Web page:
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Interesting interview from CNBC with Nworah Ayogu, chief medical officer and general manager of Amazon Clinic, in which he looks to differentiate the approach that Amazon is taking in its various healthcare initiatives.

A key precept, Ayogu says, is moving away from medicine's traditionally "paternalistic" positioning in which "care can be a thing that we do to patients rather than with patients or for patients."  Amazon, he says, believes that the patient also needs to be seen as a customer, "the person you’re serving, that’s the person who’s making the decisions, and it’s a different phrase, right? It kind of shifts the power dynamic where the customer is the one who is deciding what happens, they are directing things, and the rest of us are going to serve the customer … It’s a frame that I like because it puts us in kind of a servant mentality and mindset."

"At the end of the day, all patients, all customers, all people want to be healthy,” Ayogu tells CNBC.  "The reason why they’re not healthy is because the health system has all these barriers, so whether that is cost, confusion … some are societal, some within the health-care system, so that’s really on us to remove those barriers and think through how we do that … We’re only three years into this journey writ large, but when we think about what we’re trying to do, it’s really about making it dramatically easier for customers to find, to choose and to afford the products and services they need to get and stay healthy."

CNBC reports that "Ayogu noted that Amazon has hundreds of millions of people using its products and services each day, and that’s a good place to begin to disrupt the health-care status quo.  'To me, it was really about thinking through if we can have just a fraction of those people, if we can impact them, that’s such a massive scale to do good, so it’s really being able to zoom in and think through how we can use those resources and point those toward health'."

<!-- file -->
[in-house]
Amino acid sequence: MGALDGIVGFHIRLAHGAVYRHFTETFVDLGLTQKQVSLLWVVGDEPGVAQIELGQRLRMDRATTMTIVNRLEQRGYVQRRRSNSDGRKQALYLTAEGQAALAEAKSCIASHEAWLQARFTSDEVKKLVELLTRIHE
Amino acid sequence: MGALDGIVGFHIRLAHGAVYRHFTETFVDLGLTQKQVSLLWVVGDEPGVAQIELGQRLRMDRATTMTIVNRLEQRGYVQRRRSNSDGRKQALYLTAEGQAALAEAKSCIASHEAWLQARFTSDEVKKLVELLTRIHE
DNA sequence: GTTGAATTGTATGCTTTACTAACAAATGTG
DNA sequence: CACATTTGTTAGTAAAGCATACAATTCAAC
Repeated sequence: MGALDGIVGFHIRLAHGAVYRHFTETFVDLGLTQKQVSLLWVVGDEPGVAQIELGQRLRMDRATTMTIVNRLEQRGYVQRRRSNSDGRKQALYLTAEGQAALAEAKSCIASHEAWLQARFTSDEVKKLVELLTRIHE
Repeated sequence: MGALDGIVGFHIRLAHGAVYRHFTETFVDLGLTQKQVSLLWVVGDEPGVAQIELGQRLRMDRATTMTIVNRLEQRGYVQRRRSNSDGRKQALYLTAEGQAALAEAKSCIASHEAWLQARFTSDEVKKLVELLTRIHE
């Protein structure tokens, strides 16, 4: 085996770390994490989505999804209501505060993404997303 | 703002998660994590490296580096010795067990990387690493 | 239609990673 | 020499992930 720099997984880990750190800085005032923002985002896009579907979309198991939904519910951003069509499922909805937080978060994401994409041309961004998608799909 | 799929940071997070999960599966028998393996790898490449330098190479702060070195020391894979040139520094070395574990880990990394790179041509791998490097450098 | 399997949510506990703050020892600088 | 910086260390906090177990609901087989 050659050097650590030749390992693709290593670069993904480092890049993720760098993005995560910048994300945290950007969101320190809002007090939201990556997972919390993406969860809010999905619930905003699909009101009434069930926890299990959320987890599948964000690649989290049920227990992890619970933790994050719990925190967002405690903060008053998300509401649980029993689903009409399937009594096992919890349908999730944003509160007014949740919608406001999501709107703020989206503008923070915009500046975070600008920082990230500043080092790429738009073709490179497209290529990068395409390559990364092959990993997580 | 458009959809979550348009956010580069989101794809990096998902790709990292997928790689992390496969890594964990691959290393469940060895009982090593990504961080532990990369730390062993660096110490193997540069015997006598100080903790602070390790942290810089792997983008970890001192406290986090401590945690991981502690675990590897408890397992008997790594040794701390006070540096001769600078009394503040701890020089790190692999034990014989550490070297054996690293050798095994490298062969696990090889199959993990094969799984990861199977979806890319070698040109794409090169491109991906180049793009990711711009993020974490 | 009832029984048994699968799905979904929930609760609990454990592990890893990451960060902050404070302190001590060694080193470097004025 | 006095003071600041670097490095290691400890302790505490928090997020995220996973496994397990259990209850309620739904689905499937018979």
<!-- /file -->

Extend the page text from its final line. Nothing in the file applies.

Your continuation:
KC's View:

This is very much in line with Amazon's traditional and disruptive approach, though perhaps a little out of the current "cost cutting" lane that Amazon seems to have been prioritizing lately.

I'm not completely on board with the idea that companies like Amazon, Walmart, CVS and Walgreen are best positioned to offer front-line healthcare services.  They may be best positioned to disrupt traditional healthcare systems, but that is a very different thing.

I also recognize that I'm not the best person to make these judgements.  I have a general practitioner who is terrific.  While her practice is part of a hospital system (Yale New Haven), she operates like an old fashioned family doctor.  (Think Burt Lancaster in Field of Dreams, except that I have no idea if she can hit major league pitching.). Most importantly, I completely trust her, and am happy to be treated like her patient, not her customer.

But not everyone is so lucky.